Rant: Fallout 76

Image copyright to Bethesda.net

I have been into gaming since time began … or since gaming began, at least. I have all the PlayStation consoles (PS1 through to PS4) and I have over a thousand games. I’m not joking.

I love gaming. I’m a loyal PlayStation fan. However, this is my first rant in regards to gaming.

For Christmas, I received more games than books last year. I think my family wanted to buy something different, so each present (almost) was a new game. Honestly, I was in my glory.

This was especially so when I tore open a present and found a Fallout game. My family laughed and said my eyes lit up. Sounds a bit evil to me! 😊 Anyway, last year, I played Fallout 4 for several months. I became totally addicted. It was brilliant and I couldn’t get enough of it. But eventually all good things must come to an end and I was disappointed on the day I had to admit the game had run its course and I had to admit I had completed it. *sigh*

So when I opened Fallout 76 on Christmas Day, I was excited. I could return to a well known place and legitimately become engrossed in a new adventure, through a game I loved.

To savour the moment, I played the other games first!

Yesterday, I pulled Fallout 76 out and sat patiently for four hours while the system downloaded and updated the latest patch. When I finally gained control of the game and it was about to launch me into the world I’d eagerly waited for, I was over the moon.

I pressed any key as instructed … and that’s where my rant really begins. I could have, of course, started my rant at the stage where I had to wait four hours for the patch to download, but I was willing to let that go. So my rant starts here…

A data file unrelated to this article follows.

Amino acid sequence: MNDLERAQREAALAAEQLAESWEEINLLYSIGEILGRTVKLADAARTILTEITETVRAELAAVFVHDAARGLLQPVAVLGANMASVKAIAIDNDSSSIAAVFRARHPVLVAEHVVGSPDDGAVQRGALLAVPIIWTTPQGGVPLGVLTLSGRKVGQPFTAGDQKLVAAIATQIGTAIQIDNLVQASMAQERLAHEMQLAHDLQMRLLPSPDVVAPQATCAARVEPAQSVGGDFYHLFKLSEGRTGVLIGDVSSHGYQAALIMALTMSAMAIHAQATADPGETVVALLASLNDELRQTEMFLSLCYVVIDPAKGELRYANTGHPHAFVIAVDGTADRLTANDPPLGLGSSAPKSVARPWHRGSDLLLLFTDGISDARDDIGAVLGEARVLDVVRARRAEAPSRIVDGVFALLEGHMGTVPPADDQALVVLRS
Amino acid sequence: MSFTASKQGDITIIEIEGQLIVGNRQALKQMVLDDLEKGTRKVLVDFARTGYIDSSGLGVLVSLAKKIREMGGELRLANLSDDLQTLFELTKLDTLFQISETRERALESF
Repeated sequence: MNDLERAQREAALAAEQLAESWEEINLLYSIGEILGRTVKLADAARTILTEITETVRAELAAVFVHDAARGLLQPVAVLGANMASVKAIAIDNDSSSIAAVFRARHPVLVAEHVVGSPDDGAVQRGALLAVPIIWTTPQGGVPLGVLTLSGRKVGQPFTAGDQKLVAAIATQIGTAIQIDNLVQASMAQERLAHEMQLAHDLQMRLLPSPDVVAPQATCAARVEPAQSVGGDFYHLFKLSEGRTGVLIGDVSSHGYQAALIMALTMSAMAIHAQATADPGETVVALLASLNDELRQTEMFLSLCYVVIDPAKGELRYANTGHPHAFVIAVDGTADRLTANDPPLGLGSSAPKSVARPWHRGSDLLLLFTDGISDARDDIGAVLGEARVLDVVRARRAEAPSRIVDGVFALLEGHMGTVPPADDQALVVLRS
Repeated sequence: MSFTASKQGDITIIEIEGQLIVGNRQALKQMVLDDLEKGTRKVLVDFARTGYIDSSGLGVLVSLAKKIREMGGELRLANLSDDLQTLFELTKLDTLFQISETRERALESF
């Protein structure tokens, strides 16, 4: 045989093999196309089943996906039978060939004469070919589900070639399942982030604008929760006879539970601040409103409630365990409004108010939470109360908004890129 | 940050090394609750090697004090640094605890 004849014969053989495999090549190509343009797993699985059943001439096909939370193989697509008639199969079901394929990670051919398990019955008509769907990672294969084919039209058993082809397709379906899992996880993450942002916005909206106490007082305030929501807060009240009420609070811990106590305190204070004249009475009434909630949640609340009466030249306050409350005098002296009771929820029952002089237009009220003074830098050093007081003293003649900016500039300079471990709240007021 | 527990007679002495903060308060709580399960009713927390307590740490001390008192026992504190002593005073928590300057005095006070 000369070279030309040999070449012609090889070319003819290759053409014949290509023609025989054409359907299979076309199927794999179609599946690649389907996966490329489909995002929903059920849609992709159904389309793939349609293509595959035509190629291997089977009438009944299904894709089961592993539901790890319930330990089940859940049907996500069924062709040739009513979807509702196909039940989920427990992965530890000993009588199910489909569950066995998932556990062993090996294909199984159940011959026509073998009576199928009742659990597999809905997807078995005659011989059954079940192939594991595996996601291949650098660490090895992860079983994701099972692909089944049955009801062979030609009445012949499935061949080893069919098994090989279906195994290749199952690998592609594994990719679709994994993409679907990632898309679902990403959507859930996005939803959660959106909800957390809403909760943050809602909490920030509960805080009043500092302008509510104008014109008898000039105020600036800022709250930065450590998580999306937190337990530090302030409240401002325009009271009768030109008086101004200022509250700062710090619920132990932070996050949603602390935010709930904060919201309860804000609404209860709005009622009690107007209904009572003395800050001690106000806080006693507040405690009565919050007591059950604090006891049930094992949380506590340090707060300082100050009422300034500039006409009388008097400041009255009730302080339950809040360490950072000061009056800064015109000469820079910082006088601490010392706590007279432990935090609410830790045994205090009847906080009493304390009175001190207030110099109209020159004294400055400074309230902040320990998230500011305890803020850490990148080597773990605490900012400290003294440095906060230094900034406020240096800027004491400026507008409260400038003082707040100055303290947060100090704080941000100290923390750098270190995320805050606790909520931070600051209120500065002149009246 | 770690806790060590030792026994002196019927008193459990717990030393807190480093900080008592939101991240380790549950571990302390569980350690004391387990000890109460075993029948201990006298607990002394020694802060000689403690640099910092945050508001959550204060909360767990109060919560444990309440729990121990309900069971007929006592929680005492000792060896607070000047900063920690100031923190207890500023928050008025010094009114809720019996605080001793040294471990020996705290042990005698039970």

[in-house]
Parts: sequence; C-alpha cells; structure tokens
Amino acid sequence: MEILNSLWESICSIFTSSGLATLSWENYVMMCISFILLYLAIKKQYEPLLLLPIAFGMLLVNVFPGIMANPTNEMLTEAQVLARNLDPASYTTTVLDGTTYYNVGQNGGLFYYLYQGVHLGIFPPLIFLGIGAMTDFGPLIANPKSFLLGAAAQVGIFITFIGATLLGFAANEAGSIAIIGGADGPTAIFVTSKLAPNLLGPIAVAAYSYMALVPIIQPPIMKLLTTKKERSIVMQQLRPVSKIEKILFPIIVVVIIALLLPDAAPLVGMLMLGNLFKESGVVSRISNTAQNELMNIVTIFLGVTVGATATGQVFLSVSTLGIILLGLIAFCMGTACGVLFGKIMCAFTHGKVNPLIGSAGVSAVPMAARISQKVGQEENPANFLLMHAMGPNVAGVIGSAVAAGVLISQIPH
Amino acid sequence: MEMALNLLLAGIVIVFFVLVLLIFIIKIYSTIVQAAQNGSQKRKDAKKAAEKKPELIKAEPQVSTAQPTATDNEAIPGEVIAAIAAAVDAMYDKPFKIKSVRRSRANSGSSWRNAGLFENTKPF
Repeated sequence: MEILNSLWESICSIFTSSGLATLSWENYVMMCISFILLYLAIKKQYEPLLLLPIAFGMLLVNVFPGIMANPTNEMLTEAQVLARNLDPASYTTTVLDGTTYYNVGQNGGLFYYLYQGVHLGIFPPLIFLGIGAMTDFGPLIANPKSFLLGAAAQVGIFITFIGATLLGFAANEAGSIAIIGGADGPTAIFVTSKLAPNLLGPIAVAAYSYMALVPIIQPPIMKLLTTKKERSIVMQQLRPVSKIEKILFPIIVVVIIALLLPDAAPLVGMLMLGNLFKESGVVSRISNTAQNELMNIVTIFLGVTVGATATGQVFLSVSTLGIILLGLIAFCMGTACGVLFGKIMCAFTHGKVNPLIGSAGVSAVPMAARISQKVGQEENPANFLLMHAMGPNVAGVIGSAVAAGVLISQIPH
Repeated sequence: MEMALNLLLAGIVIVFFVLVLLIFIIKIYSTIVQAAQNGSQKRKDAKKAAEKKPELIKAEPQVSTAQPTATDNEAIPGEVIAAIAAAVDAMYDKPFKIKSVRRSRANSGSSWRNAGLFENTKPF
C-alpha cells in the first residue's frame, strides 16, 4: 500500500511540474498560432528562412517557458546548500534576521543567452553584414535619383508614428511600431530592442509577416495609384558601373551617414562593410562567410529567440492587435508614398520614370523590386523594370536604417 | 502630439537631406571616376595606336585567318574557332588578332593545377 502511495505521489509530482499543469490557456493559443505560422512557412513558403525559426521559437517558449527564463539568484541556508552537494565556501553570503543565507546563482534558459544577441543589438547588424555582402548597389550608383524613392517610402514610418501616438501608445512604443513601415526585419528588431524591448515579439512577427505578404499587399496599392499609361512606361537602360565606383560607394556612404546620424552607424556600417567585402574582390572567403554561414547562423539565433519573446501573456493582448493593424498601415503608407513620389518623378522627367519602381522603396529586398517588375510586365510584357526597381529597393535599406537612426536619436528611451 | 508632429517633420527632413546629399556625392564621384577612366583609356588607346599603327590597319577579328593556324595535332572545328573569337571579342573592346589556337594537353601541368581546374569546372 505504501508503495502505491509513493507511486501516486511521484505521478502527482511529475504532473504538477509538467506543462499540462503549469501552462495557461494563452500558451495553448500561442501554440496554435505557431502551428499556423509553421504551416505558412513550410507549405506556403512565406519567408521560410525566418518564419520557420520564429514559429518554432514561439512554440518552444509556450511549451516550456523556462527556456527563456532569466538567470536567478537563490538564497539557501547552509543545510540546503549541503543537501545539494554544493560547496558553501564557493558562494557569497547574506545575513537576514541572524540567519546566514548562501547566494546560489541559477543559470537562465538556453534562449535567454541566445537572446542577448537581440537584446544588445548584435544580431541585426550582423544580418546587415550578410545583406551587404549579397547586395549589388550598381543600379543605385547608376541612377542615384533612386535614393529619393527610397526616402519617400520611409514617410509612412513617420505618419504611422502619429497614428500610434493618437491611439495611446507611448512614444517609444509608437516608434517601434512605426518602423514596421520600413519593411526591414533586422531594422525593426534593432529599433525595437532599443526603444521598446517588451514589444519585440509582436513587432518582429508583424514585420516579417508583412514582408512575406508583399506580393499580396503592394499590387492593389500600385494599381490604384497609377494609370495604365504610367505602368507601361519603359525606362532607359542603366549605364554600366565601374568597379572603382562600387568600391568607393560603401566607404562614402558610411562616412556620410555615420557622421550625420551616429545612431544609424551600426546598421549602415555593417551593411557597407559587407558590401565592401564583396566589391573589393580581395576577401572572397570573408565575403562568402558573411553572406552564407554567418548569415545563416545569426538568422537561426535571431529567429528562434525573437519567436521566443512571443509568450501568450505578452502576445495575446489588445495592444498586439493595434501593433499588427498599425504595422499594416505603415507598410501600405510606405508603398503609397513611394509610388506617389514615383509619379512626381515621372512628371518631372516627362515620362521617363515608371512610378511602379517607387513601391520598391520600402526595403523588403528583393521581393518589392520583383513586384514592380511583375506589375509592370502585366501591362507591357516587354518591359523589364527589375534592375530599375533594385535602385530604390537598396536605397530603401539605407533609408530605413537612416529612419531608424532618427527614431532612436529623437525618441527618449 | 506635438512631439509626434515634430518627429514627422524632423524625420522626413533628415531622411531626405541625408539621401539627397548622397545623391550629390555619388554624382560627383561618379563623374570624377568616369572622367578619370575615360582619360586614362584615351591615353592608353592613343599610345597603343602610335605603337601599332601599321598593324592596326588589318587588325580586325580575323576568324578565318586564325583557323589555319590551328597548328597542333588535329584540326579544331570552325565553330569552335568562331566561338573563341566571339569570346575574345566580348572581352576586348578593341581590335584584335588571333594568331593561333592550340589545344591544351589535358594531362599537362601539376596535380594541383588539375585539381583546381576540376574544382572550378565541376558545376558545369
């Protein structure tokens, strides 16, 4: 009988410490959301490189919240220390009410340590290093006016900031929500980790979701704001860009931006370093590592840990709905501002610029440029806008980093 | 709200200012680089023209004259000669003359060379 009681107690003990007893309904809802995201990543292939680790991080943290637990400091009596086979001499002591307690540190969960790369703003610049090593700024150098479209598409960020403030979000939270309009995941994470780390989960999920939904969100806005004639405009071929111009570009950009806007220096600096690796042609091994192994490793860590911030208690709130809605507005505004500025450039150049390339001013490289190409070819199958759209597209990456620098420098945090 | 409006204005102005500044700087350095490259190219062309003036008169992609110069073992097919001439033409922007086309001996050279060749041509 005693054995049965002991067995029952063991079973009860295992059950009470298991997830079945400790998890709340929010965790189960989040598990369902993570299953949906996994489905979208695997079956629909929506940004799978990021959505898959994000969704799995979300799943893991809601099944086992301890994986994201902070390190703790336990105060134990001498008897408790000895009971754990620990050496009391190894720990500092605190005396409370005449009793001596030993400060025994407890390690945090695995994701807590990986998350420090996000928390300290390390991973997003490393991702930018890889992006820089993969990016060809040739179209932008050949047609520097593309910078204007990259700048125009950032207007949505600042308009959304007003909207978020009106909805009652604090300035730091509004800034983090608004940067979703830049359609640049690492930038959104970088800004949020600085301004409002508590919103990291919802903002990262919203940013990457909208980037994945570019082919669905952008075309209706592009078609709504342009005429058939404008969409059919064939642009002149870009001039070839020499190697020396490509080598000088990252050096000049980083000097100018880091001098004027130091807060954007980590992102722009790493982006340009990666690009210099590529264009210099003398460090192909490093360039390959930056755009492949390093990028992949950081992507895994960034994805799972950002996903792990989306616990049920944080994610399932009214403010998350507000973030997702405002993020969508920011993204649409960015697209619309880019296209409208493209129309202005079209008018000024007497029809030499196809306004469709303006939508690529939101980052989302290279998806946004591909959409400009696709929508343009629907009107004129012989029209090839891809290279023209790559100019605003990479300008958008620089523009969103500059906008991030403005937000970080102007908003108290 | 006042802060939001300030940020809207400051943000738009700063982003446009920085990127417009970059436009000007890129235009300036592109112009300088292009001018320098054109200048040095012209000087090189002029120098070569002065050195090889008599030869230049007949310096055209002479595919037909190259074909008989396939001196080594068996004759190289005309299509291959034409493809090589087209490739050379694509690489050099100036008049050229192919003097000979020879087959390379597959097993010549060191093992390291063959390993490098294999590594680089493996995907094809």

When I pressed any key to start the game, instead of being taken to the start of the game — as one would expect — I was taken to a subscription page. I scanned the page, decided I didn’t want a subscription (thanks for asking) and pressed the key to go on to the game. Instead I was returned to the main PlayStation start up page.

Right, now I’m confused, something must have gone wrong. I started again. I was offered the subscription, I rejected the subscription, and ended up back at the start up page.

Now I’m concerned, what’s wrong? Maybe I have to find the “No Thanks” option on the subscription page. I go through the steps again, search the subscription page to find no other options, except purchase options. Yes, I end back at the main start up page.

I head to the internet. What am I doing wrong? And naturally I found the answer pretty quickly.

Nothing.

That’s right, I was doing nothing wrong. You cannot play Fallout 76 without purchasing a subscription!

What a bloody cheek. A family member has purchased the game for me and it cannot be played unless I’m online and have a PlayStore+ subscription. The dirty, rotten mongrels.

Of course, I later discovered that it does say that on the front cover of the game. In tiny letters, that no one is going to read. In my opinion, this is important information and that wording should be large and bold and highlighted in every way. Look at me. Read here. Only buy this game if you like playing online and you have (or want) a subscription. If not, put me down now and don’t waste your money.